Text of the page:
• Hold for a few seconds, then carefully bend at the hips to bring your feet back to the floor and stand up again. If you can't hold the handstand for your whole circuit, you can repeat the movement.

Exercise #26: Handstand Push Up (tougher variation)

Harder Hand Stand Form

Make it tougher!

If you’ve got the handstand mastered, try making it harder by incorporating handstand push ups! From your handstand, with your heels resting against the wall, bend your elbows to carefully lower your shoulders toward the floor. Don't go too far; your head shouldn't touch the ground! Straighten your arms to push yourself back up again. Complete as many reps as you can before lowering your feet to the ground and standing back up.

Exercise #27: Beginner Handstand (easier variation)

Easier Handstand Form

Make it easier!

Handstands are really hard, but there’s a progression that can get you the same benefits but also help you work toward being able to complete a full handstand. Stare by facing away from the wall. Bend at the waist and place your hands flat on the floor. Slowly ’walk’ your legs up the wall as far as you can manage, hold for a second or two, then ‘walk’ back down again. Repeat for your circuit.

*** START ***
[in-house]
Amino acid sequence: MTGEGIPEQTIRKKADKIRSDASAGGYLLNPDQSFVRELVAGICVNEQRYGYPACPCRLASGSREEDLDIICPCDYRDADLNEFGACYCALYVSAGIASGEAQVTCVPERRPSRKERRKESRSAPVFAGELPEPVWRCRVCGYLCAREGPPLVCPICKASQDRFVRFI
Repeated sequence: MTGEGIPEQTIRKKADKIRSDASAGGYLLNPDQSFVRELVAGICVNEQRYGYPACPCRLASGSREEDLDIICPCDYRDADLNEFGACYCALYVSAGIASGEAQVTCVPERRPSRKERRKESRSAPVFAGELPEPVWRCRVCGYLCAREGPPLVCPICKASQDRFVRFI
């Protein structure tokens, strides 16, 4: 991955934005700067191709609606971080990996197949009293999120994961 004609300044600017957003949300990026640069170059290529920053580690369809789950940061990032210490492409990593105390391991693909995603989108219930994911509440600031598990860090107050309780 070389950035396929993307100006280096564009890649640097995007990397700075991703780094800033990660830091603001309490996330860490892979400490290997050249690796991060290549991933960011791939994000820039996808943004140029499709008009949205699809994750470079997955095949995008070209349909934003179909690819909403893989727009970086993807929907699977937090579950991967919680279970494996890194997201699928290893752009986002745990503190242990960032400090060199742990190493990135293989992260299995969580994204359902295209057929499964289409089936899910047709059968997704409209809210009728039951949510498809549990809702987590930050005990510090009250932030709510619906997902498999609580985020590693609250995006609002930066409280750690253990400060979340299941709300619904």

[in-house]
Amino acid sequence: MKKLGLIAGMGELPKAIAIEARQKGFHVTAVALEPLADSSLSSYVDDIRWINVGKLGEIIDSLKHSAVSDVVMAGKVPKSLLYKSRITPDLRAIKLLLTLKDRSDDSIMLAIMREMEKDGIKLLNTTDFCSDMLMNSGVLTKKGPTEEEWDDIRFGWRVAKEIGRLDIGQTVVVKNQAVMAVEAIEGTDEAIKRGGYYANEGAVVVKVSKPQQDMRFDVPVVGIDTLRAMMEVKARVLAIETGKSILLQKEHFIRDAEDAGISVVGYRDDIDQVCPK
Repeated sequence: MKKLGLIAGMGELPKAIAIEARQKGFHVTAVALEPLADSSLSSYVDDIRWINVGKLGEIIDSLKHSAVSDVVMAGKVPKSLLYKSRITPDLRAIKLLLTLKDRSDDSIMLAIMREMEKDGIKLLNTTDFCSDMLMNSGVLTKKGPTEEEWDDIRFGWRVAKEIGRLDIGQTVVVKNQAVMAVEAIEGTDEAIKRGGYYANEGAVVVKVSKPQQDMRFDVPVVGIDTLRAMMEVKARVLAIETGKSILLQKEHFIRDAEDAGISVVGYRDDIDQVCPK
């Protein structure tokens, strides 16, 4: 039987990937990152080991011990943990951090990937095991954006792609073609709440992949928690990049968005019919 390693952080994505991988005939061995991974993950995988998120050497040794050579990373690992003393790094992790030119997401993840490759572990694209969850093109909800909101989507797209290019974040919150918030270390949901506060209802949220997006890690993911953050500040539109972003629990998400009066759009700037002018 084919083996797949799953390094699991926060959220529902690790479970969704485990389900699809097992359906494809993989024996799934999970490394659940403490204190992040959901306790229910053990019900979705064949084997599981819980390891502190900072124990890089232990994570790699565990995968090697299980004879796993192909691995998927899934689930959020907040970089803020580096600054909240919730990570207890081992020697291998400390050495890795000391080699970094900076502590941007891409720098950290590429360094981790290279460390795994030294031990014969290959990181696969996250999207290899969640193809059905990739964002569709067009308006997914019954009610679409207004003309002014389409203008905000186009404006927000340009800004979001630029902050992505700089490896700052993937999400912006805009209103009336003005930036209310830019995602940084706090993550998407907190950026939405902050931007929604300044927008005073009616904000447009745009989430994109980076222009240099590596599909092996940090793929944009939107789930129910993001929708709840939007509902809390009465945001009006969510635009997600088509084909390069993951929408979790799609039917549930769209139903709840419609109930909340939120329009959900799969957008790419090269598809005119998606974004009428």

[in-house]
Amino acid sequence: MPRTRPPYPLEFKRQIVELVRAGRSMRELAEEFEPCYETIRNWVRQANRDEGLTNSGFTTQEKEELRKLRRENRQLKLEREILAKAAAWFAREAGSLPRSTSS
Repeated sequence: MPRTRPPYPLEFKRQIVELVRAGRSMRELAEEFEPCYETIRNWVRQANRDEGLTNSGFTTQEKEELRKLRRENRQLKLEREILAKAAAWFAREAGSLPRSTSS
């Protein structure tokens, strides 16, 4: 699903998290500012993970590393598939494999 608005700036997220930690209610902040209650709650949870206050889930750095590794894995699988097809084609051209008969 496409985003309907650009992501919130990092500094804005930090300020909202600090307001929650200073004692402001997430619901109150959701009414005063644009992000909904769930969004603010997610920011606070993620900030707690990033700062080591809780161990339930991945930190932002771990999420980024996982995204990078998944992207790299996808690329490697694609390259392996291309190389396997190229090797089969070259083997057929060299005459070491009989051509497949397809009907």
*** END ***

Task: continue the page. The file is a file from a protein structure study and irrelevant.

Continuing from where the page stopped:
9 Cardio Bodyweight Circuit Exercises

Exercise #28: Burpee

Muscles Involved:

  • Primary: Quadriceps, Core
  • Secondary: Hamstrings, Calves, Triceps

Execution method:

  • Start in a standing position, feet about shoulder width apart. Lower yourself into a squat position, but keep going until you can place your hands on the ground. If you can’t quite make it, don’t worry.
  • Jump your feet back so you end up in a plank position - make sure you really extend your legs into a true plank, with your hips and back flat.
  • Quickly jump your feet back underneath you, into the deep squat position.
  • Jump up from the squat position, reaching your hands up. Land back in the start position, and repeat.

Exercise #29: Advanced Burpee (tougher variation)

Harder Burpee Form

Make it tougher!

If the basic burpee doesn’t have you suffering enough, try adding a push up to the plank!